EGL 207

AMERICAN LITERATURE: LATE NINETEENTH AND EARLY TWENTIETH CENTURIES

 

Instructor: Dr S Selina Jamil                                                      Office: M3059                         

Spring 2007                                                                             Office Hours: MWF 7 – 8.50 AM

Number 3480: MWF 9 – 9.50 AM (M3081)                           Office Phone:  301 386 7541

Number 3482: MWF 11 – 11.50 AM (M    )                           Email: selinajamil@juno.com                                                                                        

           

 

Course Description and Objectives: My section of EGL 207 is designed to introduce you to American authors of the late nineteenth and early twentieth centuries. We will explore particular themes that emerge in the works of specific authors who belong to the late nineteenth- and early twentieth-century American cultures. Our general focus will be on questions about the ways in which certain American authors depict their cultural, political, social, moral, psychological, economic worlds. What worldviews do these authors demonstrate in their works? What ideological values do these authors voice through their works? In what ways do they shape their times and in what ways are they shaped by their times? In what ways do they represent their times?  Are there distinct features that separate the works of these authors or are there certain patterns that bring them together? What dialogues about the human condition do these authors present through their works? In what ways have the work of these authors influenced your own world? What connections are there between the early twenty-first century America and the late nineteenth- and early twentieth-century America? You will closely read and then write analytically about the selected pieces mentioned under the tentative calendar. For this course aims at refining your ability to express sophisticated ideas about specific American authors thoughtfully and clearly, intelligently and logically. Consequently, the thrust of this course is for you to become potent and articulate thinkers.

 

 

The Department’s “Expected Course Outcomes”:

Students successfully completing the course must be able to:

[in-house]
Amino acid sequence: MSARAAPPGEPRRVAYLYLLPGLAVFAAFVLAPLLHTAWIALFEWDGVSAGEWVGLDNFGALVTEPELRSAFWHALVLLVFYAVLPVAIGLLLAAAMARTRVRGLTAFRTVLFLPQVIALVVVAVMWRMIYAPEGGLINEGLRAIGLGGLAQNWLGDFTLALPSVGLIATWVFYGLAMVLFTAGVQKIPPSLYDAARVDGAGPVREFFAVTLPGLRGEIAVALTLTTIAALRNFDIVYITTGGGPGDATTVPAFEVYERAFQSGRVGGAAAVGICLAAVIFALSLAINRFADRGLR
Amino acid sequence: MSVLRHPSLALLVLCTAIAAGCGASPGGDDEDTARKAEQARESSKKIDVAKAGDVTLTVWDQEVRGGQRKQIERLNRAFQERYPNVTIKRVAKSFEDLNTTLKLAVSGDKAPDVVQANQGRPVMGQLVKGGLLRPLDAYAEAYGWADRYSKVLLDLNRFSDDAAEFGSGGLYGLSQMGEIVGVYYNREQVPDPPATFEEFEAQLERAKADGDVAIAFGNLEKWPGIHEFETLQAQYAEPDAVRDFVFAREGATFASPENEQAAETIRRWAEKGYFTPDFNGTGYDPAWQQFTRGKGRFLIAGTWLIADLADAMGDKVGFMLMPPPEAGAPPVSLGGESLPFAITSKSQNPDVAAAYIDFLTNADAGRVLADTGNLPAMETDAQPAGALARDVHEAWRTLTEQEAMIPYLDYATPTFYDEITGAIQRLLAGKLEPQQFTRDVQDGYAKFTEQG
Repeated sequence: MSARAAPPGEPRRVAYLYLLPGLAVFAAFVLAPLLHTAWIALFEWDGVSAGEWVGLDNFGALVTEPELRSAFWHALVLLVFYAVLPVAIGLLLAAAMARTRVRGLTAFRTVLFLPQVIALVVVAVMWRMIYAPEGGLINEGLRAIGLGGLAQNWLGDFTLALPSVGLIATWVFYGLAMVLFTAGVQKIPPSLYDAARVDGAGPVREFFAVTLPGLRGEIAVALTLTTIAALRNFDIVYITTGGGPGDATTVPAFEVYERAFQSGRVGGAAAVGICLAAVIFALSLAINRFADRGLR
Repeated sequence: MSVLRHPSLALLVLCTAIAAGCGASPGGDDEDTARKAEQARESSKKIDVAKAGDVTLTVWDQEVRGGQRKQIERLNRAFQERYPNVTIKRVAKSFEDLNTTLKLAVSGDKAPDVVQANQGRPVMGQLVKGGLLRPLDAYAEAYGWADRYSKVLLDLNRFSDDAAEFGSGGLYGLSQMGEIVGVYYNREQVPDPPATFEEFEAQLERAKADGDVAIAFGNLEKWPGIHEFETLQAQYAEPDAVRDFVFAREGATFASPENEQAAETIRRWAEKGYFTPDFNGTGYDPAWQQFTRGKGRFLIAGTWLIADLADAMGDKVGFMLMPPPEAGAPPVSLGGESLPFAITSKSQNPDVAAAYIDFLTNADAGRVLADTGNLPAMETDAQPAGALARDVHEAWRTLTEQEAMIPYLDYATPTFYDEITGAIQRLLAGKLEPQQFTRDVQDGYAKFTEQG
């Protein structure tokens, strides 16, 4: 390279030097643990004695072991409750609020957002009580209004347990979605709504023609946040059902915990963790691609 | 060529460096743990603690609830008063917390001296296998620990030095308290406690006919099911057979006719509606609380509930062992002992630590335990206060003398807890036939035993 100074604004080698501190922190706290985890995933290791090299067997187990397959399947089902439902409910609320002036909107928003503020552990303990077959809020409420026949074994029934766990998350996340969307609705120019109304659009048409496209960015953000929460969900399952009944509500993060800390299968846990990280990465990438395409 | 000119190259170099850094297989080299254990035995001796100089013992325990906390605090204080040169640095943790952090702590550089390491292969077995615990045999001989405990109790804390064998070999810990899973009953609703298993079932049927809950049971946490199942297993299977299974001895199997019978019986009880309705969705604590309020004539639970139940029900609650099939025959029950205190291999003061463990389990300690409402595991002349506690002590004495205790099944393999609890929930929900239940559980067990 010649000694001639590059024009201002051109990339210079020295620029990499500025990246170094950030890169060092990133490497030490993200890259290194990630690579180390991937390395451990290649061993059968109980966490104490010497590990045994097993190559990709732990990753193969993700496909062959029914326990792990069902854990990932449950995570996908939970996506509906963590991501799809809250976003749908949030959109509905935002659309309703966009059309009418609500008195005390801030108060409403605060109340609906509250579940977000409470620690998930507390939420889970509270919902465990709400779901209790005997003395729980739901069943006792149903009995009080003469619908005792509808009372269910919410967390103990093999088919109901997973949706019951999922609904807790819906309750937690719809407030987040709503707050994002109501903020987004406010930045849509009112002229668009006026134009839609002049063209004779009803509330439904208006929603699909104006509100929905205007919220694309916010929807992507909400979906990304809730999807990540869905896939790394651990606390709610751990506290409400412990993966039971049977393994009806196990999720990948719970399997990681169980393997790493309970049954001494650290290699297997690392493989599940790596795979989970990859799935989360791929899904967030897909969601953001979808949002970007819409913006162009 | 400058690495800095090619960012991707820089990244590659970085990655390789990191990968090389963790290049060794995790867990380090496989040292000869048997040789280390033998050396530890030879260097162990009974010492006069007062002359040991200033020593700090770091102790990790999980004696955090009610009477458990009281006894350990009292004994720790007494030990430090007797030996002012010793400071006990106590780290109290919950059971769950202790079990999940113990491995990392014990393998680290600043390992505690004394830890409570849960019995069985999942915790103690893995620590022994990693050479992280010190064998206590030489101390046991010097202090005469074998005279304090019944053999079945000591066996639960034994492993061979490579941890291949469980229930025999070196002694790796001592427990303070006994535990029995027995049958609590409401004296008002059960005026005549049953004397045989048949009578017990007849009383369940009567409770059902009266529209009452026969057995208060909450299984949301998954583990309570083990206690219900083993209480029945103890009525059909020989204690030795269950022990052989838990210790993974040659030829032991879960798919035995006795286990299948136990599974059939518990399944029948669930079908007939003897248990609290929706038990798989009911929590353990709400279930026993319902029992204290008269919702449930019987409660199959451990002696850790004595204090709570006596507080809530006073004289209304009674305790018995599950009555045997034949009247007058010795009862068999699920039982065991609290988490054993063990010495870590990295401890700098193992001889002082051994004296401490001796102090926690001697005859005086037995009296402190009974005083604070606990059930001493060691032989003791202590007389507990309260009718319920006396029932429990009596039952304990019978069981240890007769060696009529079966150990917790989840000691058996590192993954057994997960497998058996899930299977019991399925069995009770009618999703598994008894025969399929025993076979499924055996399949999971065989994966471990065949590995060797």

1.      Identify major authors and works of the period from the Civil War to the present and

explain their contexts.

2.      Identify and describe important literary movements and place specific works in their

contexts.

3.      Explain how the social and intellectual climate has influenced the themes of recent

American literature.

4.      Explain how literature reflects basic themes in American cultural history.

5.      Apply at least one critical approach to reading and analyzing a text with documented sources.

6.      Identify important literary forms in American literature.

 

 

 

 

The Work and Grades: You will write three essays, and I expect you to use research material in two. The essays must include MLA in-text citations and list of works cited, and they must be typed, double-spaced, collated, and stapled. In addition, you will take four tests and a final exam. Further, you will take part in class discussion regularly. I will not tolerate any form of plagiarism. It is not simply an omission of quotation marks but also a paraphrase that fails to acknowledge the source. Therefore never try to pass off someone else's work as your own. It is a disgrace that results in expulsion or at the least an F in the course. Do not email me your final drafts. A late submission will adversely affect your grade. (I will deduct five points for each day after the due date.)

 

                                    1st Essay                                                           100 points

2nd and 3rd Essays                                             400 (200 for each)

                                    Tests                                                                200 points (50 for each)